Sarat Chandarlapaty, MD, PhD
New York, New York
Associate Attending Physician
Laboratory Head, Human Oncology and Pathogenesis Program
Memorial Sloan Kettering Cancer Center
New York, New York
Member, BCRF Scientific Advisory Board
Deciphering the underlying biology of drug resistance to improve patient response to targeted therapies.
Advances in cancer therapy have been a major contributor to the decline in breast cancer deaths over the last two and a half decades. Even with these advances, however, breast cancers have the ability to evolve, adapt, and become resistant to drugs, resulting in tumor growth and metastasis to distant sites in the body, which is ultimately lethal. Dr. Chandarlapaty is focusing on understanding how cancer cells evade the drugs designed to kill them in order to develop strategies to prevent or overcome drug resistance and improve outcomes for breast cancer patients.
Recently, Dr. Chandarlapaty discovered how a common breast cancer mutation causes cancer growth, which will enable new studies targeting it with drugs to prevent tumor formation. He has also defined a new class of genetic changes causing resistance to hormone therapy that has the potential to open a new line of investigations and ultimately new treatments to prevent drug resistance.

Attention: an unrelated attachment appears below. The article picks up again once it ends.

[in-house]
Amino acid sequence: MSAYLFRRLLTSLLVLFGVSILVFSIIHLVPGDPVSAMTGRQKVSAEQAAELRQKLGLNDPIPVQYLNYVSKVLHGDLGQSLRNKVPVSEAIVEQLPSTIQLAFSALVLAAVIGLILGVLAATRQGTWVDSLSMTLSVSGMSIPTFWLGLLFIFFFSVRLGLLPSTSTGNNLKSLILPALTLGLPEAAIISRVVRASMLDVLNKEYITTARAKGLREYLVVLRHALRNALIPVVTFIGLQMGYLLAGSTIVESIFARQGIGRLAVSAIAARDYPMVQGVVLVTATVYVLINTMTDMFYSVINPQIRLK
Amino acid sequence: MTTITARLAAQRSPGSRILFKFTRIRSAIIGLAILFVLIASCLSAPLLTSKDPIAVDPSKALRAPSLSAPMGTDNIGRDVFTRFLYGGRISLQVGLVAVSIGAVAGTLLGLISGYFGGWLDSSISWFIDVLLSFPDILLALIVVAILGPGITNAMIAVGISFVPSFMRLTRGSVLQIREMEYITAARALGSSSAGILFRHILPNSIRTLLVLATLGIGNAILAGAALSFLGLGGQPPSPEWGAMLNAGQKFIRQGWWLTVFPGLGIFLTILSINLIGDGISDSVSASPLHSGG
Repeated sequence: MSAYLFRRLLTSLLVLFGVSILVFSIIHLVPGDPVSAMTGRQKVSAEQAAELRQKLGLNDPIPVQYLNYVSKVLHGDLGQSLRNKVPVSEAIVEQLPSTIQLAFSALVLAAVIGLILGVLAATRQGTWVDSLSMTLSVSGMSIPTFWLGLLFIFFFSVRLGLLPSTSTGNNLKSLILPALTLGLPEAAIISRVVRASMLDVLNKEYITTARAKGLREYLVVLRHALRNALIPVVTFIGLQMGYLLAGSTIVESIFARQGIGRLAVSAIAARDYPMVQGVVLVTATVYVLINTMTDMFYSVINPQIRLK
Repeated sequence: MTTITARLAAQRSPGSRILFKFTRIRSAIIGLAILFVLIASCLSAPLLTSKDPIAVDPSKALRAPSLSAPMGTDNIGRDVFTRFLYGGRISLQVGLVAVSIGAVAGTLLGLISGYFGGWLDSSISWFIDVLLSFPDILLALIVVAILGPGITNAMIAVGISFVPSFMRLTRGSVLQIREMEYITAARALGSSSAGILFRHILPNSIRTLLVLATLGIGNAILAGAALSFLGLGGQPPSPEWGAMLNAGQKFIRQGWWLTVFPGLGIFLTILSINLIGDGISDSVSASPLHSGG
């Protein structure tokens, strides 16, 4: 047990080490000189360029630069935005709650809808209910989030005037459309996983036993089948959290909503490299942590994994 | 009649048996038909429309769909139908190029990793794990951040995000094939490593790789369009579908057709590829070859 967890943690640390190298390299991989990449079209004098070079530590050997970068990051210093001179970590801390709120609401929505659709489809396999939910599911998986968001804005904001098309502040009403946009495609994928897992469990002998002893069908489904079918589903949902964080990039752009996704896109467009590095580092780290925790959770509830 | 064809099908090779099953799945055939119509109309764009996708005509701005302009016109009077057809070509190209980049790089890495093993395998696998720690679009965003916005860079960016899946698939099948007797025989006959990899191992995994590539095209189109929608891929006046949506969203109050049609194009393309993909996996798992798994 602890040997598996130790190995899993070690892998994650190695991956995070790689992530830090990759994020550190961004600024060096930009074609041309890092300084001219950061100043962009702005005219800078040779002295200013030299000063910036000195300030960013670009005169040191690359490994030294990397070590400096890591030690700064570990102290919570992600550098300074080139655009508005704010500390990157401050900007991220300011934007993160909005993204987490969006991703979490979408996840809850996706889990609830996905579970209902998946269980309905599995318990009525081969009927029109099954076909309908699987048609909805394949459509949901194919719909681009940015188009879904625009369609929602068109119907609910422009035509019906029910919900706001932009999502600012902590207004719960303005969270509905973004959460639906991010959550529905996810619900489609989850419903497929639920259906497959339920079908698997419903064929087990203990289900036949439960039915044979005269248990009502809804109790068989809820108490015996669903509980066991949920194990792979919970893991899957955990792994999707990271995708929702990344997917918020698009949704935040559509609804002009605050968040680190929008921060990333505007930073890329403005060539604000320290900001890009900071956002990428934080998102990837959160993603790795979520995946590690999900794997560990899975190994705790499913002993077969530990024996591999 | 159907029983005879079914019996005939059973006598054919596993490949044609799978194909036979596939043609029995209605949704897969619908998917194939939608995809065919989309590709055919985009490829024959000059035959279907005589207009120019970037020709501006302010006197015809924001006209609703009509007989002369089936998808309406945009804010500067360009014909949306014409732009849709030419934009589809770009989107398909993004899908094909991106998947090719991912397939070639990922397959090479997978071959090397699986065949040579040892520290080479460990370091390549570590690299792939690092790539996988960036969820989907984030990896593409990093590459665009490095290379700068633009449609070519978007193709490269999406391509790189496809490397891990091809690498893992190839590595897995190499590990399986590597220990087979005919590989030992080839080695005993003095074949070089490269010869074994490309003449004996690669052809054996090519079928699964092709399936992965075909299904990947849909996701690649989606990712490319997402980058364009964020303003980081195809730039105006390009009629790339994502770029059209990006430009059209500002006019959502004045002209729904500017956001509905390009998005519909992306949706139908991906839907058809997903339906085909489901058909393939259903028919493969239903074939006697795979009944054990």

During the upcoming year, Dr. Chandarlapaty and his team are focusing specifically on unraveling the genetic and molecular underpinnings of resistance to hormone therapy, anti-HER2 therapy, and checkpoint inhibitor immunotherapy. Ultimately, Dr. Chandarlapaty’s findings could convert therapies that are typically only temporarily effective to durably effective therapies and change the trajectory for metastatic breast cancer.
Sarat Chandarlapaty, MD, PhD, is an Associate Attending medical oncologist and a Laboratory Head in the Human Oncology and Pathogenesis Program at Memorial Sloan Kettering Cancer Center. He earned his medical degree at the Wake Forest School of Medicine and his PhD at the University of North Carolina. Dr. Chandarlapaty completed his residency at New York Presbyterian Hospital, and his fellowship at Memorial Sloan Kettering Cancer Center. A major focus of his work has been to characterize the significance of alterations present in metastatic tumors that have progressed following targeted therapies such as antiestrogens or CDK4/6 inhibitors, as well as to develop models of resistant cancer for testing newer therapeutic strategies.
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